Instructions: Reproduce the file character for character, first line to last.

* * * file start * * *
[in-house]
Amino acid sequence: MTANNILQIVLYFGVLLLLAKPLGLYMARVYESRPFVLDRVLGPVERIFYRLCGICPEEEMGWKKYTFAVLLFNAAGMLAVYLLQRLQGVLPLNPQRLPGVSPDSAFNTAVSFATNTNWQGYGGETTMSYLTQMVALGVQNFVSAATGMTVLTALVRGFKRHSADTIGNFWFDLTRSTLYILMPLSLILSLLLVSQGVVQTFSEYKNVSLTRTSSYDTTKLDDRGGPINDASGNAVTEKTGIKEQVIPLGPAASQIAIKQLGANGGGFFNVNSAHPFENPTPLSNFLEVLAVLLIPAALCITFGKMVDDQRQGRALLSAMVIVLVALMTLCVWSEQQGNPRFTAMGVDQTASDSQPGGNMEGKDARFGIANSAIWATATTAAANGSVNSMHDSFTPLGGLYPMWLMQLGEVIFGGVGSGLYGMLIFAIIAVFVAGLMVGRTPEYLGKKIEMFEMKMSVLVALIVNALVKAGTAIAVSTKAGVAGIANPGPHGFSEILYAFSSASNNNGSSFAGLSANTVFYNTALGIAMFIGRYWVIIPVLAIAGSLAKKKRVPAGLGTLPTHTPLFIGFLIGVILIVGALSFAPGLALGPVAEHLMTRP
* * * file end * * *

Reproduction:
[in-house]
Amino acid sequence: MTANNILQIVLYFGVLLLLAKPLGLYMARVYESRPFVLDRVLGPVERIFYRLCGICPEEEMGWKKYTFAVLLFNAAGMLAVYLLQRLQGVLPLNPQRLPGVSPDSAFNTAVSFATNTNWQGYGGETTMSYLTQMVALGVQNFVSAATGMTVLTALVRGFKRHSADTIGNFWFDLTRSTLYILMPLSLILSLLLVSQGVVQTFSEYKNVSLTRTSSYDTTKLDDRGGPINDASGNAVTEKTGIKEQVIPLGPAASQIAIKQLGANGGGFFNVNSAHPFENPTPLSNFLEVLAVLLIPAALCITFGKMVDDQRQGRALLSAMVIVLVALMTLCVWSEQQGNPRFTAMGVDQTASDSQPGGNMEGKDARFGIANSAIWATATTAAANGSVNSMHDSFTPLGGLYPMWLMQLGEVIFGGVGSGLYGMLIFAIIAVFVAGLMVGRTPEYLGKKIEMFEMKMSVLVALIVNALVKAGTAIAVSTKAGVAGIANPGPHGFSEILYAFSSASNNNGSSFAGLSANTVFYNTALGIAMFIGRYWVIIPVLAIAGSLAKKKRVPAGLGTLPTHTPLFIGFLIGVILIVGALSFAPGLALGPVAEHLMTRP